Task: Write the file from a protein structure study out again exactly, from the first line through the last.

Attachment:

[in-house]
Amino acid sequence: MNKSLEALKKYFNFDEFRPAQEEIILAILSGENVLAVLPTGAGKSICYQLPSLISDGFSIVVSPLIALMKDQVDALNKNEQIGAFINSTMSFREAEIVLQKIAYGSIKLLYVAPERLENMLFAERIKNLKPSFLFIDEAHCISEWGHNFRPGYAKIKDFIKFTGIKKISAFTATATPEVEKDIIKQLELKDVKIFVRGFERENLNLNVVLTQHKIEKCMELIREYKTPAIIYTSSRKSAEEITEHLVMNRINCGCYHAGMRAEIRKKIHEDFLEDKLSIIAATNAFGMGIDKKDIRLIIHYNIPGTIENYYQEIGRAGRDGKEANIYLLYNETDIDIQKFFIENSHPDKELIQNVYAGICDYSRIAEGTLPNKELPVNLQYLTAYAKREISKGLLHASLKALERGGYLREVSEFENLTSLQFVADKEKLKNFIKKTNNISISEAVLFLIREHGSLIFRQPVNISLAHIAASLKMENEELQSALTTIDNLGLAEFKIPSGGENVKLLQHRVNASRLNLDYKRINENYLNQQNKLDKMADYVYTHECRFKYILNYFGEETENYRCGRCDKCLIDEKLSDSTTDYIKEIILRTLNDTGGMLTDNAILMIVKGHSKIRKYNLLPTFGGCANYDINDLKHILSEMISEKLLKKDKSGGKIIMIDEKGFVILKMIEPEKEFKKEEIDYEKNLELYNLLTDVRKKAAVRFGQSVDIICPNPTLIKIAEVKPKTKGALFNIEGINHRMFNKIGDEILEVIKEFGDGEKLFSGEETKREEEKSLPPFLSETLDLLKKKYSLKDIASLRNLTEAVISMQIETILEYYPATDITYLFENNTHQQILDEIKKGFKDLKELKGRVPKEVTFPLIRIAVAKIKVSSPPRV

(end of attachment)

[in-house]
Amino acid sequence: MNKSLEALKKYFNFDEFRPAQEEIILAILSGENVLAVLPTGAGKSICYQLPSLISDGFSIVVSPLIALMKDQVDALNKNEQIGAFINSTMSFREAEIVLQKIAYGSIKLLYVAPERLENMLFAERIKNLKPSFLFIDEAHCISEWGHNFRPGYAKIKDFIKFTGIKKISAFTATATPEVEKDIIKQLELKDVKIFVRGFERENLNLNVVLTQHKIEKCMELIREYKTPAIIYTSSRKSAEEITEHLVMNRINCGCYHAGMRAEIRKKIHEDFLEDKLSIIAATNAFGMGIDKKDIRLIIHYNIPGTIENYYQEIGRAGRDGKEANIYLLYNETDIDIQKFFIENSHPDKELIQNVYAGICDYSRIAEGTLPNKELPVNLQYLTAYAKREISKGLLHASLKALERGGYLREVSEFENLTSLQFVADKEKLKNFIKKTNNISISEAVLFLIREHGSLIFRQPVNISLAHIAASLKMENEELQSALTTIDNLGLAEFKIPSGGENVKLLQHRVNASRLNLDYKRINENYLNQQNKLDKMADYVYTHECRFKYILNYFGEETENYRCGRCDKCLIDEKLSDSTTDYIKEIILRTLNDTGGMLTDNAILMIVKGHSKIRKYNLLPTFGGCANYDINDLKHILSEMISEKLLKKDKSGGKIIMIDEKGFVILKMIEPEKEFKKEEIDYEKNLELYNLLTDVRKKAAVRFGQSVDIICPNPTLIKIAEVKPKTKGALFNIEGINHRMFNKIGDEILEVIKEFGDGEKLFSGEETKREEEKSLPPFLSETLDLLKKKYSLKDIASLRNLTEAVISMQIETILEYYPATDITYLFENNTHQQILDEIKKGFKDLKELKGRVPKEVTFPLIRIAVAKIKVSSPPRV